North American lift construction reached a 23 year high in 2023 with 66 installations from California to Maine and British Columbia to Nova Scotia. Not only did 2022 see the largest number of projects since 1999, it was likely the biggest lift investment year ever in dollars. While there’s no way to know exactly how much all the lifts cost, it’s safe to say the new gondolas, bubble chairs and fixed grip quads built this year total hundreds of millions. Amazingly, this feat was accomplished amid immense supply chain and labor challenges and without three large projects postponed at Park City and Keystone. A few lifts remain in final stages of construction this New Year’s Eve but will be completed in the first weeks of 2023 and spin for decades to come.
Vail Resorts realized an incredible 18 new lifts at 12 resorts for the 2022-23 season, the largest-ever investment by the firm and probably any company in North American ski history. Boyne Resorts also went big with multiple eight place installations and a half dozen projects total as it continued renewing lift fleets across its ten resort portfolio. Five year old Alterra Mountain Company launched giant new gondolas at Palisades Tahoe and Steamboat with more big projects in the pipeline for 2023.
While this year’s class spans coast to coast, a few geographic hot spots accounted for the bulk of new lifts. I have already travelled to Lake Tahoe four times this season thanks to new lift openings at five different resorts (and plentiful snow!) Five different resorts in the Wasatch also added new lifts, a number lower than originally planned due to the unfortunate cancellation of Park City’s two projects. As always, Colorado was an epicenter with not one but two new lifts at both Steamboat and Vail plus one offs at Arapahoe Basin, Loveland and Telluride.
In the Midwest, the big story was Michigan where Boyne Mountain debuted the region’s first eight place detachable, Caberfae expanded onto South Peak and Bittersweet debuted a second high speed quad. In the east, the Commonwealth of Pennsylvania nearly matched Colorado’s number of new lifts, a whopping five of which went in at Vail-owned Jack Frost and Big Boulder. Camelback Resort and Blue Mountain nearly doubled the state’s number of six packs overnight. Four of six New England states saw new construction with three new lifts each in Vermont, New Hampshire and Maine. Canada had a relatively quiet year aside from Whistler, where Vail Resorts and Doppelmayr built the two largest lifts of the year by vertical transport feet per hour.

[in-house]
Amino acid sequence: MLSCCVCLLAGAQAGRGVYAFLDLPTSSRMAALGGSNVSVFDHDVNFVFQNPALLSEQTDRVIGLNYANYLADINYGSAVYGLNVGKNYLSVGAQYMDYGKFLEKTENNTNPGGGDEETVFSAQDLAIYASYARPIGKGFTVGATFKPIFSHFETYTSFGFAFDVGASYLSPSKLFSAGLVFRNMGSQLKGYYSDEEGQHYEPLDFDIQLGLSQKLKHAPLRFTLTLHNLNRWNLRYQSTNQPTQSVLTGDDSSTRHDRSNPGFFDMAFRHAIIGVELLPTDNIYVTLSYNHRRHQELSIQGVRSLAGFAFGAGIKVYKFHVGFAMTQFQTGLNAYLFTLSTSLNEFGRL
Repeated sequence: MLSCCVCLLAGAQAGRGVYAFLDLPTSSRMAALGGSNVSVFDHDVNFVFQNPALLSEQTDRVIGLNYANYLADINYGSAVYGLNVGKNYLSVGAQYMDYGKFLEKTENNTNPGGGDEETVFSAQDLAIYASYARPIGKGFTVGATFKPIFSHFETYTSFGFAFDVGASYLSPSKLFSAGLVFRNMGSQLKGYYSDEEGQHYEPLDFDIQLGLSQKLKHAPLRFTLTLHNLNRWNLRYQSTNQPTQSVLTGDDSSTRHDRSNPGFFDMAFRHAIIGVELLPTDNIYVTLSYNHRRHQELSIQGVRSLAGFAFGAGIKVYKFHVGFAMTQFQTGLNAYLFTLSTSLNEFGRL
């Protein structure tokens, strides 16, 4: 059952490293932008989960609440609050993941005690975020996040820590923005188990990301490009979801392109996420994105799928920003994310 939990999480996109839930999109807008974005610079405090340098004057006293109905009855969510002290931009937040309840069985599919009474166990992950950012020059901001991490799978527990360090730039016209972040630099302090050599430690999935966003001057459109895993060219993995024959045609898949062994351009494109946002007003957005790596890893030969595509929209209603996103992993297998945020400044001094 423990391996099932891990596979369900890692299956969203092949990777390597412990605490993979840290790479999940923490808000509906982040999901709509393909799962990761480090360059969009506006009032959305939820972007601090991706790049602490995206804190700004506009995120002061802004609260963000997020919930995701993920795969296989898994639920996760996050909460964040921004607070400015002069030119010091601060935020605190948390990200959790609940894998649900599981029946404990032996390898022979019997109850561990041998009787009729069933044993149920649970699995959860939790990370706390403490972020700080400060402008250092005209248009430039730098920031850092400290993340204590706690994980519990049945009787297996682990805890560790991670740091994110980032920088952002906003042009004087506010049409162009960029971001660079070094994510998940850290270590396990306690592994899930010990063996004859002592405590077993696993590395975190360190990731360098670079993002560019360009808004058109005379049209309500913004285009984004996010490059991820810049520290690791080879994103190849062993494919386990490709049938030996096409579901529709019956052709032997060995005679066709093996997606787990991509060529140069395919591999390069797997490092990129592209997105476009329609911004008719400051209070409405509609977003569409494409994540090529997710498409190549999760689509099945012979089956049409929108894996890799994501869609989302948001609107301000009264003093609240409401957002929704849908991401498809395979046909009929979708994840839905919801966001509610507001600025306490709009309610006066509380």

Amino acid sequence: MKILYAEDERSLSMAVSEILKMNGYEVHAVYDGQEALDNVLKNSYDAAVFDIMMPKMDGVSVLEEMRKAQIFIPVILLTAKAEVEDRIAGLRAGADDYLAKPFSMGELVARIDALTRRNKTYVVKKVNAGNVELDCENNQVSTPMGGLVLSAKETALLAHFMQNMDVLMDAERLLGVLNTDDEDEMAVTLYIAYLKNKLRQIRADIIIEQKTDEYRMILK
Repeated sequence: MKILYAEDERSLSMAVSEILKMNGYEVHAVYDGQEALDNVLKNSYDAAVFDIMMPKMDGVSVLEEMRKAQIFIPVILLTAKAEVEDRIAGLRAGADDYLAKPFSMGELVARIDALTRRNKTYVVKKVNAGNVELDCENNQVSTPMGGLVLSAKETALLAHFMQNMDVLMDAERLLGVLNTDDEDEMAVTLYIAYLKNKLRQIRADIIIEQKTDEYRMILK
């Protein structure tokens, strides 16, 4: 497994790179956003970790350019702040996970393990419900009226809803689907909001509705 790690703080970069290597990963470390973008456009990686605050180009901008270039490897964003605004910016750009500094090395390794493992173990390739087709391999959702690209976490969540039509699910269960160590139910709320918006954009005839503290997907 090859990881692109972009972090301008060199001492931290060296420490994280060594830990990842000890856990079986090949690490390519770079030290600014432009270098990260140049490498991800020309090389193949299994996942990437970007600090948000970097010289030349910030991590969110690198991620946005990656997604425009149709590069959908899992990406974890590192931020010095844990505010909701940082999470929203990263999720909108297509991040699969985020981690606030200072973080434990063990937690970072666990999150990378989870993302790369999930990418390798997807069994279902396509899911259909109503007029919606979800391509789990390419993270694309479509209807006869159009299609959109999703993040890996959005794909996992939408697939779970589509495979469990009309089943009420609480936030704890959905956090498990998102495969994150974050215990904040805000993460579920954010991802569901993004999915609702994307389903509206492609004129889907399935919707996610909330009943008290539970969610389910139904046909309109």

There weren’t just a lot of lifts this year but a lot of big lifts. 2022 saw the highest percentage of detachable equipment since at least 1999, when four different companies competed in the space. After decades with only Doppelmayr and Leitner-Poma in the North American detachable market, MND Ropeways completed its first North American detachable at Waterville Valley this year in partnership with Bartholet. With a capacity of 3,000 skiers per hour and 1,600 foot vertical rise, the Tecumseh Express is one of the largest installations of the year by any manufacturer.
Fixed grip triples and quads remained popular this year with a solid 26 installations. Gondolas also reached a Covid-era high while surface lifts and trams took a back seat.
Exciting lift-served expansions opened across the West as 2022 came to a close. A D-Line six pack at Grand Targhee unlocked 500 new acres on Peaked Mountain and a quad chair at Lookout Pass opened another 500 acres on Eagle Peak. A new quad at Mt. Shasta services 250 new acres on Gray Butte and another fixed quad accesses 40 acres of new terrain at at Sundance Resort. Utah Olympic Park also completed a major expansion to its training facilities with a high speed quad on West Peak.
Despite the entrance of MND and niche installations by Partek and SkyTrans, the HTI Group and Doppelmayr remain locked in a fierce duopoly in North America, mirroring their positions globally. HTI’s Leitner-Poma and Skytrac constructed a combined 26 lifts in this corner of the world while Doppelmayr managed 30. Together those represent 95 percent market share.
Interestingly HTI continues to offer two different fixed grip product lines (Skytrac Monarch and Leitner-Poma Alpha) while Doppelmayr has two detachable families with D-Line and UNI G. This was the largest year ever for D-Line with five installations and more planned for next year.
Covid turned into a boon for the ski industry and 65 of 66 projects were at ski resorts. For all the talk of urban gondolas and point of interest projects, skiing remains nearly synonymous with the lift business. An outfit called SkyLand Ranch near Gatlinburg, Tennessee saw the lone non-skiing installation for 2022. So far only one of next year’s project is non-skiing at a California winery.
Lift Blog also enjoyed a growth year with more than 800,000 unique visitors viewing 4.3 million pages – an average of 12,000 per day. As great as 2022 was, 2023 will be even better. With early orders in hand, manufacturers are ramping up to build at least 60 projects ranging from the first D-Lines in Canada to a large aerial tramway and the longest gondola in North America. Keystone’s Bergman Bowl expansion will finally be realized along with expansions at Aspen Mountain, Schweitzer, Steamboat, Loon Mountain and Sugarloaf. There are also a number of big lifts on order which have not been publicly announced yet. You can bet I will cover them all and hope you will join me. Happy New Year.